One aspect of the behavior of this species that has been studied extensively is sociosexual behavior, particularly reproductive inhibition exerted by the dominant female on her daughters and subordinate females (Johnson et al, 1991; Saltzman et al., 1997). Female reproductive physiology, endocrinology, and cycling have been studied by a number of authors including Hearn (1978), Ruiz and Colillas (1982), Morrell et al. (1997), and Tardiff and Jaquish (1997). Other studies have focused on early development of infants and the participation of group members in the care of the young (Locke-Haydon, 1984; Koenig & Rothe, 1991).

This paper reports the first study in Mexico of the reproductive behavior and early development of Callithrix jacchus jacchus.


Establishment of the marmoset colony: In February, 1988, a group of eight Callithrix jacchus jacchus adults (four males and four females) arrived at Africam Safari Zoo in Valsequillo, Puebla, Mexico. The animals were donated to this institution by private owners. The colony was maintained according to federal guidelines for laboratory care, as well as published reports on marmoset management (Hearn & Lunn, 1975; Hearn et al., 1978). Food and water were available ad libitum. The animals were kept under an artificial 12:12 hr light:dark cycle, a temperature between 23o and 28oC, and a relative humidity of 50-60%. The monkeys were quarantined and during that time a series of medical tests were performed. Fecal analysis indicated the presence of Strongyloides stercolaris in several individuals. The infestation was successfully treated with Albendazole (20mg/kg).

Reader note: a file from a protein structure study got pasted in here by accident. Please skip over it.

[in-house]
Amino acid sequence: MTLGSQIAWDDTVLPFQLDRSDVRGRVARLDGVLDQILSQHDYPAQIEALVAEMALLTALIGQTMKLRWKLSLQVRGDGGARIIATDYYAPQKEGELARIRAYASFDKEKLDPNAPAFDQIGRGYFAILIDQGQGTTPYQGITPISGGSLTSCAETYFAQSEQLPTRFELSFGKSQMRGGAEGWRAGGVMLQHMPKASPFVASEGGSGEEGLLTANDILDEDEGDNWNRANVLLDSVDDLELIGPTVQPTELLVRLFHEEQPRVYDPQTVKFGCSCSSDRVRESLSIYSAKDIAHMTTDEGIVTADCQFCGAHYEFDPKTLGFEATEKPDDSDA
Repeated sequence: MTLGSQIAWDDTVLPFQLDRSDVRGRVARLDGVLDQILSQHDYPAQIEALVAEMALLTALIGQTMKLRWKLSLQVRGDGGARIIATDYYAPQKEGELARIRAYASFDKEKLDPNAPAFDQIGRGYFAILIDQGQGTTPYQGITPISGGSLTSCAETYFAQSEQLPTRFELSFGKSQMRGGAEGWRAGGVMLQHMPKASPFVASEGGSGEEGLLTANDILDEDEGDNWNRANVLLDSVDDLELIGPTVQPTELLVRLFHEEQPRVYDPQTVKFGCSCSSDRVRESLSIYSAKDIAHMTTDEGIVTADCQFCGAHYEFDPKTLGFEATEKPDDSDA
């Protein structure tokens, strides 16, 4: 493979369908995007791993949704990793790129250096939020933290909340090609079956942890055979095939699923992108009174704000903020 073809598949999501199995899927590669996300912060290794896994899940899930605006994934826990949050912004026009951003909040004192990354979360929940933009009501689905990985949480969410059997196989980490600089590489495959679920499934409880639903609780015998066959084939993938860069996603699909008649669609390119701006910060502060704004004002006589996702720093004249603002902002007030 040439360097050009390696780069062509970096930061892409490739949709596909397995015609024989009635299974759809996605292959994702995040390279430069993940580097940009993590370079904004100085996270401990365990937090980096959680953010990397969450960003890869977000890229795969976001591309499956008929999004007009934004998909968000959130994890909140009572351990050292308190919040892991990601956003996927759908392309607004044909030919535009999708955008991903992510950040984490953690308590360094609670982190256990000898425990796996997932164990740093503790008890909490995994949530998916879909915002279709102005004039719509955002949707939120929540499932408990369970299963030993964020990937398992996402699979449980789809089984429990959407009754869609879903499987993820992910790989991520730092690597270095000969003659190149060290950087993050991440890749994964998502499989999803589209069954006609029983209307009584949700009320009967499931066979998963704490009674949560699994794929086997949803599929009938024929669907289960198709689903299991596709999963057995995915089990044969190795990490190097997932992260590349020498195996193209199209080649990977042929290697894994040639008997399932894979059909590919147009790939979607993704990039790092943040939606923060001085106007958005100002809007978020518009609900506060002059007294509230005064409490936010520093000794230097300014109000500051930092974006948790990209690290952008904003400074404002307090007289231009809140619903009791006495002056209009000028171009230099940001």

After the quarantine period, the group was transferred to new quarters in the children's section of the zoo ("A" quarters). Wire mesh divided these quarters into several compartments with a total area of 16 m2. In the back of the enclosure there was a stone wall. A nest box, constructed of wood and equipped with a heat lamp, was attached to this wall. There was also a door in the back wall, giving the keepers access to the enclosure for cleaning and feeding. The ground surface had grass and climbing structures made from bamboo and thin tree logs. Various toys were made from palm leaves (Sabal mexicana) for enrichment purposes.

The animals' reaction to transfer to their quarters was one of uncertainty at first. They appeared to be very anxious, vocalized continuously, and defecated repeatedly. After about five days, they calmed down and sat quietly in a corner of the enclosure. However, several days later, an increase in aggression was noted and it was decided that two of the males and two of the females should be transferred to other quarters. These quarters ("B" quarters) were in the zoo's hospital and had the same structure as the "A" quarters with the exception of the grass. In the back there were two wooden nest boxes containing infrared lamps. Climbing structures made from bamboo and hanging ropes were placed in the enclosure. This enclosure, unlike the other, is isolated from visitors.